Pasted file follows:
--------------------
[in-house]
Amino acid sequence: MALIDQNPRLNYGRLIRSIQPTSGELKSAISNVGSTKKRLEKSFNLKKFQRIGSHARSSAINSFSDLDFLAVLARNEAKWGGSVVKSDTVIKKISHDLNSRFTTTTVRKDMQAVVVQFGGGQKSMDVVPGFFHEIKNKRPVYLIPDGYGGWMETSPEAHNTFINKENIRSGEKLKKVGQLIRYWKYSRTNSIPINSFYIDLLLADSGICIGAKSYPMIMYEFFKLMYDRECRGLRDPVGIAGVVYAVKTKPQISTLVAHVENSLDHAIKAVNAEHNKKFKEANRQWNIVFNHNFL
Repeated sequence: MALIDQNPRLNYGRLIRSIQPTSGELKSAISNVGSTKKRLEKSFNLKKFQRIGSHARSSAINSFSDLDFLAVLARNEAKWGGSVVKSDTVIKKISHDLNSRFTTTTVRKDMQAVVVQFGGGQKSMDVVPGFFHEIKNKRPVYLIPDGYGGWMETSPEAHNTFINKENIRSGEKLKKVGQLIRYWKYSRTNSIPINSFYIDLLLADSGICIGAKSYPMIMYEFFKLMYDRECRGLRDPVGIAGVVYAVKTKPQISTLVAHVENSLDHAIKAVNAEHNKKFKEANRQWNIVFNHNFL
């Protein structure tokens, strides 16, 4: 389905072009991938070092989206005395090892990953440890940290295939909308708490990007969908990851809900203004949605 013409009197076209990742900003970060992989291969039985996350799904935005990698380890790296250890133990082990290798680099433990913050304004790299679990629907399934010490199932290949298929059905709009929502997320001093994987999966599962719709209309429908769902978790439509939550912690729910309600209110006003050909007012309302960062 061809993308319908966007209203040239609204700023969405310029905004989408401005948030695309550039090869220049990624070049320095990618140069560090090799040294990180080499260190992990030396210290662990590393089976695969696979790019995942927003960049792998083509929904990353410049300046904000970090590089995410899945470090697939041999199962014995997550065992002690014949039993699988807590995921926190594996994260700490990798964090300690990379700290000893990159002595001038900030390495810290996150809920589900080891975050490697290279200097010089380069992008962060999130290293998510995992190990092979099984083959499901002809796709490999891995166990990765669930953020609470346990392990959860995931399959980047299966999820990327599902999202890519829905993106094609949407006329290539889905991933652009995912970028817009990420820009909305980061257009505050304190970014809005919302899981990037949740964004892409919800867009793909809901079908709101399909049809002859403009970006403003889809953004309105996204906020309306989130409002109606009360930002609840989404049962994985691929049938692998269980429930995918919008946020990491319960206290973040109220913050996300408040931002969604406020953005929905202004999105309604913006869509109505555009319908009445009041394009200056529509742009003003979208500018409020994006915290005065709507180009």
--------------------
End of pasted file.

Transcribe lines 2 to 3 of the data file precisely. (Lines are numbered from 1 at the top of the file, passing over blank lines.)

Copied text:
Amino acid sequence: MALIDQNPRLNYGRLIRSIQPTSGELKSAISNVGSTKKRLEKSFNLKKFQRIGSHARSSAINSFSDLDFLAVLARNEAKWGGSVVKSDTVIKKISHDLNSRFTTTTVRKDMQAVVVQFGGGQKSMDVVPGFFHEIKNKRPVYLIPDGYGGWMETSPEAHNTFINKENIRSGEKLKKVGQLIRYWKYSRTNSIPINSFYIDLLLADSGICIGAKSYPMIMYEFFKLMYDRECRGLRDPVGIAGVVYAVKTKPQISTLVAHVENSLDHAIKAVNAEHNKKFKEANRQWNIVFNHNFL
Repeated sequence: MALIDQNPRLNYGRLIRSIQPTSGELKSAISNVGSTKKRLEKSFNLKKFQRIGSHARSSAINSFSDLDFLAVLARNEAKWGGSVVKSDTVIKKISHDLNSRFTTTTVRKDMQAVVVQFGGGQKSMDVVPGFFHEIKNKRPVYLIPDGYGGWMETSPEAHNTFINKENIRSGEKLKKVGQLIRYWKYSRTNSIPINSFYIDLLLADSGICIGAKSYPMIMYEFFKLMYDRECRGLRDPVGIAGVVYAVKTKPQISTLVAHVENSLDHAIKAVNAEHNKKFKEANRQWNIVFNHNFL